Even a mere thought of “my home” gives something to cheer about! Yes, houses are indeed magical. If you plan to buy a plot and construct your customized home sweet home, this article covers everything and answers your every question.
“I am choosy. I dislike buying a house designed, constructed, and finished by somebody who will not live inside it for years,” said Anna, a young, self-employed woman looking for residential accommodation in the Greater Toronto Area.
Anna is not alone. There are thousands of Canadian homebuyers who aspire:
- To pick a residential plot of land
- To choose a contractor of their preference
- Raise a customized construction over it that serves their purpose and expectations
If you are one of them, you must understand the concept of “construction to permanent loan” to make housing decisions and financial choices. Let us explore it further.
What Is Construction to Permanent Loan in Simple Language?
Have you ever heard of a basket that comprises everything from fruits to chocolates to nuts and even pieces of bread? Well, such products do not exist only in the food industry. There are several all-purposes-served products in the finance industry as well.
One of these is a “construction to permanent loan” that provides you finance for:
- Buying the piece of land (lot) is the cost of acquisition of the plot
- Constructing your house over that land is the cost of core construction and finishing
- Carrying out major renovations to your existing house
- Tearing down your already established home and making it again
After the builder completes the construction of your house, this loan gets converted into a mortgage loan, taking your constructed home as collateral.
It prevents you from taking several loans to finance your house. Commonly, if you go by the traditional route, you will take two different loans explained:
The First Loan
You will first take a loan to finance your:
- Cost of land purchase and
- The cost of construction over that land
The Second Loan
After completing the construction, you will again run from lender to lender to get mortgage finance on the house constructed.
- You will take a second loan to finance the first loan you have taken to finance the cost of land and construction.
- You will do this by offering your constructed house as collateral.
- The receipts you will get from this mortgage loan (second loan) will repay the first loan you have taken.
However, if you opt for a construction to permanent loan, then:
- You will be required to take only a single loan at the time of buying your plot
- You will use the loan proceeds to:
- Buy the plot
- Make payments out of it for the material purchases
- Make payments to the contractor(s) who are constructing the house and
- Make payments for obtaining permits
After the builder has completed your construction, this loan gets converted into a permanent mortgage loan having a specified:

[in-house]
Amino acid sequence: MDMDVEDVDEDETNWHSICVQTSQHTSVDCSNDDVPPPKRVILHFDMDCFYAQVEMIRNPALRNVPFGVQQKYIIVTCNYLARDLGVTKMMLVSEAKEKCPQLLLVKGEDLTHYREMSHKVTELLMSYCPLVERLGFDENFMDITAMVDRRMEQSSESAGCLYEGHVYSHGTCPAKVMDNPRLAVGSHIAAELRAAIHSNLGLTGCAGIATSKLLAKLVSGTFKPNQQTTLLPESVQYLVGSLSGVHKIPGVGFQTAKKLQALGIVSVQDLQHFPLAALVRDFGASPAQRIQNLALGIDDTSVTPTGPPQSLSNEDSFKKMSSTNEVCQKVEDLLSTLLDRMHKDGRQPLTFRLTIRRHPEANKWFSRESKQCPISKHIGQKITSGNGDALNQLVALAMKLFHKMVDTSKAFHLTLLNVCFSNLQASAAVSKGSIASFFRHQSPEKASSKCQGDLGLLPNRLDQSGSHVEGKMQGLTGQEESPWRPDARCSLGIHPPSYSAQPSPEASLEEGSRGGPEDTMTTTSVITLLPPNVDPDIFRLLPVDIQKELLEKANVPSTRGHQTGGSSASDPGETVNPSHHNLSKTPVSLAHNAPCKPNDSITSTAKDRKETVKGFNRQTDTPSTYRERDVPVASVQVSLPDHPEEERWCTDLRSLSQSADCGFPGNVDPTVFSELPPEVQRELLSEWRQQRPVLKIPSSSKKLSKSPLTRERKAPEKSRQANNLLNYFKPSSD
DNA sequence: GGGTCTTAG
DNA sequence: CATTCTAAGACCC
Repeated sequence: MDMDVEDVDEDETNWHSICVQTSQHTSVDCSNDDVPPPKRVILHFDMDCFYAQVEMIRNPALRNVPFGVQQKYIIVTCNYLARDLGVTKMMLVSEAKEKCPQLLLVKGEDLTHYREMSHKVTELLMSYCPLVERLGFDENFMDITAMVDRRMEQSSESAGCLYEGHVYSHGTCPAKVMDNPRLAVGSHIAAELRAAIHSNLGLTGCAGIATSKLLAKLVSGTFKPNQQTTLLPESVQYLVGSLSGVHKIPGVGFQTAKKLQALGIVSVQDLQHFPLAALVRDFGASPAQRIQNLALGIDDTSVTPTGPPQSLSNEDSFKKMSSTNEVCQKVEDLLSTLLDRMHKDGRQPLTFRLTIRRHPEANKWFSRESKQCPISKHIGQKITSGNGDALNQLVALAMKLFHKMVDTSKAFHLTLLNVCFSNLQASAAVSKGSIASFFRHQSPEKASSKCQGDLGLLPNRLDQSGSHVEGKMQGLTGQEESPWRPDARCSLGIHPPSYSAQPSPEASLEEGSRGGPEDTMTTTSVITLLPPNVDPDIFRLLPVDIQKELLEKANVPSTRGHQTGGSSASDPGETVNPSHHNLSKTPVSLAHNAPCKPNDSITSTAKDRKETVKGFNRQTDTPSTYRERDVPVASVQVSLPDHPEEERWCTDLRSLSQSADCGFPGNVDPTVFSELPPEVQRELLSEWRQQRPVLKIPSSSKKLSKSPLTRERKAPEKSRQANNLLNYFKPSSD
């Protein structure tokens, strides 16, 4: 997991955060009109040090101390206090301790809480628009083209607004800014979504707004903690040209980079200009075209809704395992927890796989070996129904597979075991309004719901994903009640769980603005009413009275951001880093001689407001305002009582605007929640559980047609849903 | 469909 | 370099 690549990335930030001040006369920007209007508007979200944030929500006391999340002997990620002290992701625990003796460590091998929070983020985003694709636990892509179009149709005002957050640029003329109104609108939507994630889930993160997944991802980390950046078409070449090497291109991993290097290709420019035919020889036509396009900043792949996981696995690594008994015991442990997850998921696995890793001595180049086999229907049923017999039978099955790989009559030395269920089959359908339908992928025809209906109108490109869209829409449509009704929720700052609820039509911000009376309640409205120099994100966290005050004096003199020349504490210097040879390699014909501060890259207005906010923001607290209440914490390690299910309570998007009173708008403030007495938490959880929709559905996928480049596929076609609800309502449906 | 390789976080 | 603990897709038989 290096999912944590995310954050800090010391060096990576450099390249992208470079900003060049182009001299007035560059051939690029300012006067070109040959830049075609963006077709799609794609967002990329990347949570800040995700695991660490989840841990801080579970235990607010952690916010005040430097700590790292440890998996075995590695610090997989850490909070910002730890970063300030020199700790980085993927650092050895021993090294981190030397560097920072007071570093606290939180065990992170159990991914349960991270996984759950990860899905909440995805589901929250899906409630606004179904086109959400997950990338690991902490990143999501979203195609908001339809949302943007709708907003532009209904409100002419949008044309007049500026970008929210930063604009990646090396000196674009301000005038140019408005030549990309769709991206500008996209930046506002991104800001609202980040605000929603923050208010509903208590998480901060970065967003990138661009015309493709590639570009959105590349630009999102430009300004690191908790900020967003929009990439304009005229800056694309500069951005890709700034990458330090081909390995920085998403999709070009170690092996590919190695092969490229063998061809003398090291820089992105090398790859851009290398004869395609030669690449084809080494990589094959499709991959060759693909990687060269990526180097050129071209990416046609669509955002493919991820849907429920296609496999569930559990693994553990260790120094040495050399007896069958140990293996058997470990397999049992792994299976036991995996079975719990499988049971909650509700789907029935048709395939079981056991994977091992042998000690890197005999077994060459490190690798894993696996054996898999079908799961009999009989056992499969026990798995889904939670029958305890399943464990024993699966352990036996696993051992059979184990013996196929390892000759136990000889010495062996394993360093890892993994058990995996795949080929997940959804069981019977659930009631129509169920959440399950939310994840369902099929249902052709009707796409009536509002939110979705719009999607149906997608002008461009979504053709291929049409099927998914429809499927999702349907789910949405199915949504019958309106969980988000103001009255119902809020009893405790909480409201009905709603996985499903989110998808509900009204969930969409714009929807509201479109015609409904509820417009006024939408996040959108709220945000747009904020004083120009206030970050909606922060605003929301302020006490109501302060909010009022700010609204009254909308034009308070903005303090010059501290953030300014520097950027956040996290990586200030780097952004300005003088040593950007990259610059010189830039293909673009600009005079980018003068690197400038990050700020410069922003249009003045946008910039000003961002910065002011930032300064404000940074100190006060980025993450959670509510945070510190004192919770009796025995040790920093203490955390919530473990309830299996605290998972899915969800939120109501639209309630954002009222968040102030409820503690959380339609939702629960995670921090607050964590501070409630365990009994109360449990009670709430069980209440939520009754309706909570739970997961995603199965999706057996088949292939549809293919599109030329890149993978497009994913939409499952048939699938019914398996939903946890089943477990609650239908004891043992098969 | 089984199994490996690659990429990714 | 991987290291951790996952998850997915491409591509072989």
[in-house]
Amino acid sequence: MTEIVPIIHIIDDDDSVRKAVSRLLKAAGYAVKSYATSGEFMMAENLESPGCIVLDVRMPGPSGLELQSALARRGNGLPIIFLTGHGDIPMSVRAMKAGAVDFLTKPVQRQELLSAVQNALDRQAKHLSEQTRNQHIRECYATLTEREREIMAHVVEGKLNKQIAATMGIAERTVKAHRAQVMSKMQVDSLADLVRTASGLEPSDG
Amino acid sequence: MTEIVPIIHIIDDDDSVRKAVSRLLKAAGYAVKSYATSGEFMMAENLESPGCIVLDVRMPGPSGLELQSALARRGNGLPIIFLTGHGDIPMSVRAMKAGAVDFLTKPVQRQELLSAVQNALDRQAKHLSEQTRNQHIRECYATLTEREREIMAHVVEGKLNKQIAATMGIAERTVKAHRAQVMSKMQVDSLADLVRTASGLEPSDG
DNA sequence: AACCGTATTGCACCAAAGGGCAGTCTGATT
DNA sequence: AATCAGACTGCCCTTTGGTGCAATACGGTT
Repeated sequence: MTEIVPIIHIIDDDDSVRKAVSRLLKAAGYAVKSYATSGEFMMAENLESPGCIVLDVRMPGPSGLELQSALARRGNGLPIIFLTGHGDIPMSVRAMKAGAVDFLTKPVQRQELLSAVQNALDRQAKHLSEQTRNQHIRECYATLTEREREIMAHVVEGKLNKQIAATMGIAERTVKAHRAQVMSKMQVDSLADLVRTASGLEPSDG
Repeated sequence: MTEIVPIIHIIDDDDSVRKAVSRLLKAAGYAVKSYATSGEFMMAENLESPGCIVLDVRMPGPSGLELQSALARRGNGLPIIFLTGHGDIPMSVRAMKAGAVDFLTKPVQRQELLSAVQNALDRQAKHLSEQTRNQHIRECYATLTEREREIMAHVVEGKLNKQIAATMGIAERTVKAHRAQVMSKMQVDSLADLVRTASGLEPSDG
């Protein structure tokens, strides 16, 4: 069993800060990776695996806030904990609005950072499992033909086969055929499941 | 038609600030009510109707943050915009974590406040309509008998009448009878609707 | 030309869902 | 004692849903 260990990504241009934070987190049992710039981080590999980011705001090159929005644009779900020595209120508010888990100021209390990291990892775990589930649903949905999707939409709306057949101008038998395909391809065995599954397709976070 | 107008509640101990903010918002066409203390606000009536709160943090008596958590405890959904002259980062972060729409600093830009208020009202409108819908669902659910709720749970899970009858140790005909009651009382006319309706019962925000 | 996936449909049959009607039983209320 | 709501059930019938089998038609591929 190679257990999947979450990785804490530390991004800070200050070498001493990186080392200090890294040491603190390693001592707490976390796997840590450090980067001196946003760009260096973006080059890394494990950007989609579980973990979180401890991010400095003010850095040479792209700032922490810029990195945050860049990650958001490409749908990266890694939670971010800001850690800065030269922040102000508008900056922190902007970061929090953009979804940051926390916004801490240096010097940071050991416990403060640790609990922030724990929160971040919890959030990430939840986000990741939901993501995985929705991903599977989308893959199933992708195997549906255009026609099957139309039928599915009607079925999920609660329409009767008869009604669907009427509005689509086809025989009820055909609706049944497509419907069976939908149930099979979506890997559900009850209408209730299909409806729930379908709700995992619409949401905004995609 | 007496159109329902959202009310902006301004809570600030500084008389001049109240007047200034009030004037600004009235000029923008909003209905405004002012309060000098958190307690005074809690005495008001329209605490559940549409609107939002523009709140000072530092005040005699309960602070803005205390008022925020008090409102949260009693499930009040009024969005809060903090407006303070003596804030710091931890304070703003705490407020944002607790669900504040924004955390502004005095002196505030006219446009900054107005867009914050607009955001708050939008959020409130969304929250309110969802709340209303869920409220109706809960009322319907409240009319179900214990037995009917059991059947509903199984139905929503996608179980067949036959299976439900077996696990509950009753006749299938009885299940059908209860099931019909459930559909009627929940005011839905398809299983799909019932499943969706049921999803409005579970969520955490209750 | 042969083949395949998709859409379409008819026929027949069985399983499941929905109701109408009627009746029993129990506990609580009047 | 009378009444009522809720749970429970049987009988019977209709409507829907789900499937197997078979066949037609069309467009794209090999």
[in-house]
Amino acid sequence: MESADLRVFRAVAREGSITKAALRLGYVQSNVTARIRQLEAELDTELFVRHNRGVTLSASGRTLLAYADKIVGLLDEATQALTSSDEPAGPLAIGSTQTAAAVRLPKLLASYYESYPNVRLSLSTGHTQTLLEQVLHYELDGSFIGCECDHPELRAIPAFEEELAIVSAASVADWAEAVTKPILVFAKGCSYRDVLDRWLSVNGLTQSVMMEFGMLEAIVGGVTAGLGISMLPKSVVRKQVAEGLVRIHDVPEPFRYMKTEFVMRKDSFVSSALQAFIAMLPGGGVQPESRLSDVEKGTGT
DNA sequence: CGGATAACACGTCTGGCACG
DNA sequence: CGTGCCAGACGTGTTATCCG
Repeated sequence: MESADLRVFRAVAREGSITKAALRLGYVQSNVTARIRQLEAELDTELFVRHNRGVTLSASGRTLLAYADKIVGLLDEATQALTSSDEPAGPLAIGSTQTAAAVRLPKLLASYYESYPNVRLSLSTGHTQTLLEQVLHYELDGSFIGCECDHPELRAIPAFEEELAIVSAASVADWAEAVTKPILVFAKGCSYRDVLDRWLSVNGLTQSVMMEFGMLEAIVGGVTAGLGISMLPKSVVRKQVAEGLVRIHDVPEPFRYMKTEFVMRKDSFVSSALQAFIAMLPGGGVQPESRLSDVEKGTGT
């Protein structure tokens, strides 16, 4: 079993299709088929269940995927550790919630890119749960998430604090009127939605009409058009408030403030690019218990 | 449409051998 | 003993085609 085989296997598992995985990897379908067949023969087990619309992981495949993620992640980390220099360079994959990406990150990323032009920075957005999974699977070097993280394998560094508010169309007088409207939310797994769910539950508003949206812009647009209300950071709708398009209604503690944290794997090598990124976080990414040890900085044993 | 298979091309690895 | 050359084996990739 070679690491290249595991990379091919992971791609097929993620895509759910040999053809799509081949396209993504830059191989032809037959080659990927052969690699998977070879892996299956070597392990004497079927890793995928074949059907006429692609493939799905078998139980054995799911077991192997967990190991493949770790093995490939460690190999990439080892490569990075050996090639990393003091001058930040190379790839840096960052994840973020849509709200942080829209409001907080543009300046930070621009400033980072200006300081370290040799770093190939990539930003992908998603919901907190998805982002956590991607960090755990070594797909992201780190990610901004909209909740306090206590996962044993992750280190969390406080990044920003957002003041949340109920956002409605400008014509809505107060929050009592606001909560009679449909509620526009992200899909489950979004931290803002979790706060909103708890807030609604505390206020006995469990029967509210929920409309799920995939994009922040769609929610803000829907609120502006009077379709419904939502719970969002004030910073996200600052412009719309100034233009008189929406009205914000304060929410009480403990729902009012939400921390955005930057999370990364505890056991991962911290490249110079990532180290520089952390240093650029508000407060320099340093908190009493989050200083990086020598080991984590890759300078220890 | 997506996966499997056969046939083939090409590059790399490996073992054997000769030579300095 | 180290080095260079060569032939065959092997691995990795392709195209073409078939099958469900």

- Amortization period
- Mortgage Term and
- Mortgage Rate
What Are the Distinct Advantages of Construction to Permanent Loan in Canada?
“I dislike paperwork or lots of documentation, nor do I believe in paying several closing costs,” said Noah, a recipient of construction to permanent loan who has recently purchased vacant land in Burlington, Ontario.
There are many takers and supporters of a “construction to permanent loan” because of its various advantages, such as:
Leads to Savings in Interest Cost
Typically, a construction to permanent loan is available as a line of credit. Whatever amount you withdrew from your loan account, the lender will charge interest only on that portion. It differs from many other real estate loans and certainly offers you an advantage.
Paying interest only on the amount you have used from your sanctioned amount leads to substantial savings in the interest cost as you are not required to pay interest on your entire approved limit.
Saves You from Paperwork and Closing Costs
The moment you can secure construction to a permanent loan, you are preventing yourself from the hassles of applying, getting qualified, and completing paperwork for the second loan that you were supposed to take at the end of the construction phase.
A construction to permanent loan gets converted into a permanent mortgage loan when the builder completes your construction. Who likes paperwork? Well, certainly not us!
Further, you are not required to pay any closing cost to your lender at conversion. You need to incur this expense if you move via a traditional route upon the closure of your first loan.
What Are the Different Disadvantages of Construction to Permanent Loan in Canada?
“I am not paying that high-interest rate or those huge down payments,” said Michael, a resident of the Greater Toronto Area who has recently shortlisted a few residential plots in Caledon, Ontario.
It might offer you flexibility and protect you from paperwork, but the construction of a permanent loan has its disadvantages, such as
Usually, the construction of permanent loans carries a high-interest rate. The reason is simple: financing “construction” is risky. If you default upon your interest payments, your lender will have nothing but a half-built structure (or even less than that) and a plot of land.
In such a case, your lender might not recover the entire loan. That is why most lenders try to compensate for it by charging a high-interest rate.
Increased Inspection Cost
The lender will indeed charge you only on the amount you withdraw. But every time you wish to withdraw from your loan account, your lender might persist you for a paid inspection, and you will bear the charges for such scrutiny.